Here’s my Slides pres on Game of Quotes (in English).

Q1 Stats: 39% Of Input From Novellas

After sharing the strong start to the year from just the first 12 minutes of day 1, and results of a textbook comparison from the first 4 weeks, I’ve now got some stats from Quarter 1. Having arrived at the first 10 week mark of the year (36 hours), the total words read is now 6,500. But that figure isn’t really what I find most remarkable. How about the fact that 39% of the total input was read in just these last two weeks, from novellas alone…

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Failing Students (i.e. Denying Experience), “Struggling Students,” and Who’s Doing The Work?

This post seems to address quite a bit, but stay with me. As experts, teachers can design a quiz or test that every student would fail, instantly. Aside from designing those individual assessments, teachers can also design and implement grading systems prone to student failures.

That’s a lot of power.

When teachers fail students, especially when they haven’t been careful with their grading system, they deny students experience. Not only are these students unable to continue with their peers—a major aspect of adolescent development—but they’ll miss out on any electives having to retake the failed course for credit.

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The Daily Lesson Plan: Talk & Read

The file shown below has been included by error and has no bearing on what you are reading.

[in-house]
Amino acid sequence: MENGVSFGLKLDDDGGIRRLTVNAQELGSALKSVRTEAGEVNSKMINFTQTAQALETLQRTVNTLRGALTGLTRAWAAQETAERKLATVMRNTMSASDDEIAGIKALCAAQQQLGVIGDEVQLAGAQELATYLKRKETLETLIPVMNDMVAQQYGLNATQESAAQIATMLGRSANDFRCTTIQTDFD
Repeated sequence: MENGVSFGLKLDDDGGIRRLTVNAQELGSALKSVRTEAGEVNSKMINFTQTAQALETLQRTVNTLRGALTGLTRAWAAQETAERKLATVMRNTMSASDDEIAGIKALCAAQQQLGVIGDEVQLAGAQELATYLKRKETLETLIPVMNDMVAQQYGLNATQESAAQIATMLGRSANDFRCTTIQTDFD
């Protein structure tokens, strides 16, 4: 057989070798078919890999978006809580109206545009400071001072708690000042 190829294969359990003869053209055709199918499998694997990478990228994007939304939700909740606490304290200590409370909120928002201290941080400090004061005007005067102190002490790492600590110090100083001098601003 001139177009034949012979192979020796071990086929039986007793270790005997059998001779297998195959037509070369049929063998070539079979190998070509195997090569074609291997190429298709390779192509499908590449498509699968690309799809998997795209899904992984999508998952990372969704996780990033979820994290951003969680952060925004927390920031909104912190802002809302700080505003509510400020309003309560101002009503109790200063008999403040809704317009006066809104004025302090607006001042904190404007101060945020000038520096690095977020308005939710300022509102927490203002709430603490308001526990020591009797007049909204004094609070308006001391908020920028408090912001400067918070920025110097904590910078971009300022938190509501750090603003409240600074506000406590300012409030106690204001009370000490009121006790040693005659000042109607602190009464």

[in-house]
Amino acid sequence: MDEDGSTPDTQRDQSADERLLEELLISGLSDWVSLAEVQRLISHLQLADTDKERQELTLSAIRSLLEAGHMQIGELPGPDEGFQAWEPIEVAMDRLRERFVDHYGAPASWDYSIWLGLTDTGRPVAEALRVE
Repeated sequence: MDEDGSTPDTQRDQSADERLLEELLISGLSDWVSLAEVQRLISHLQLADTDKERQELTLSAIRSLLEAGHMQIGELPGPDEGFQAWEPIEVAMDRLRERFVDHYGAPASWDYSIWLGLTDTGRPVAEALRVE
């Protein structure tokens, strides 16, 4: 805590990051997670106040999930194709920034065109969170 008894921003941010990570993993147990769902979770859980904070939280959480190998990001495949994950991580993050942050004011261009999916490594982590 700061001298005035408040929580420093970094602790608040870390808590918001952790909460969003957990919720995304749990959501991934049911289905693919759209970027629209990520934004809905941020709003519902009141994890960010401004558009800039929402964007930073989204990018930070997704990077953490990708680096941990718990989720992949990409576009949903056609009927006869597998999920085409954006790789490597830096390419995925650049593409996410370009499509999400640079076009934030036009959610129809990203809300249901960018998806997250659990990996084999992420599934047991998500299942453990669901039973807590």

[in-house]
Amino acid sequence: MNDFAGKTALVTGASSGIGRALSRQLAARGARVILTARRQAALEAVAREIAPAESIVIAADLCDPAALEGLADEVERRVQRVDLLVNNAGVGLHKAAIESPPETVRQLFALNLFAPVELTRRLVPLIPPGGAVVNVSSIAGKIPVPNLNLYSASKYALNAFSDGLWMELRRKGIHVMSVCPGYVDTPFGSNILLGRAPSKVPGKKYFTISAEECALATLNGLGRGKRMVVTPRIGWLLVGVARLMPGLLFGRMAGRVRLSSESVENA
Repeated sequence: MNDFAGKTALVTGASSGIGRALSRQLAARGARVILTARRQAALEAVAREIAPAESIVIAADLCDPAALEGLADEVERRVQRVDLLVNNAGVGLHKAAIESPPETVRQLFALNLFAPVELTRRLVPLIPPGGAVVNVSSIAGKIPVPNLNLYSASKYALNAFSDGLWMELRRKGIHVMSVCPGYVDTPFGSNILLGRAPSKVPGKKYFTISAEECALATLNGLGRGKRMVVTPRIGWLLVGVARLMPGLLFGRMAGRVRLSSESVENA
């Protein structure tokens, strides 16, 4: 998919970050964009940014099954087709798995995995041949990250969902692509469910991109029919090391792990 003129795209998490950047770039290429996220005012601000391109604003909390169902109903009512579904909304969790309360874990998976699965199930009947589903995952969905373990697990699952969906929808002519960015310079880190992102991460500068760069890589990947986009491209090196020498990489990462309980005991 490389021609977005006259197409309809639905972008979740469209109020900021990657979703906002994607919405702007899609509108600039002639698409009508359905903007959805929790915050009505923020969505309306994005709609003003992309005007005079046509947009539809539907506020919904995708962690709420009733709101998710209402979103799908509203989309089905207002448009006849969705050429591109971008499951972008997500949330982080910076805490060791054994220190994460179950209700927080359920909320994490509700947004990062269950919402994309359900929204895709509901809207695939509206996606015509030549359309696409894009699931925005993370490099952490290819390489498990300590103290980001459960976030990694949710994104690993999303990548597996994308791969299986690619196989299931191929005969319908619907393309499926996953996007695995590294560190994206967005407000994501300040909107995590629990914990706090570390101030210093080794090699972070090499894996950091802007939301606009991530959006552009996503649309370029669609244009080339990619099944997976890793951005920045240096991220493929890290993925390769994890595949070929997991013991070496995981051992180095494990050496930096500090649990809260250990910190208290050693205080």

Teachers unaccustomed to speaking the target language in class are often a bit lost when it comes to providing input. Instead, the more familiar rule-based lectures and paired speaking activities of PPP (present, practice, produce), target culture projects, and perhaps target language movies all become quite alluring, seducing teachers back to the pedagogy of yore. Here’s a way to conceptualize class in a clearer way that maximizes input:

  1. Talk about something
  2. Read something

Now, from the student perspective, this would be “listen & read,” but the “talk” portion of class is very much led by the teacher, especially in beginning years, so it’s easier to think of this in terms of what you, the teacher, must do. Don’t get fooled by anyone thinking this is the kind of “teacher-centered” lesson that’s frowned upon. The content is student-centered, it’s just that students can’t express themselves fully in the target language. They don’t have to, and this is expected. They need input. Case closed. The “read” portion could be any reading activity, either independent, led by you, in pairs, groups, or all of the above…

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“Active Latin:” Confusion & Clarification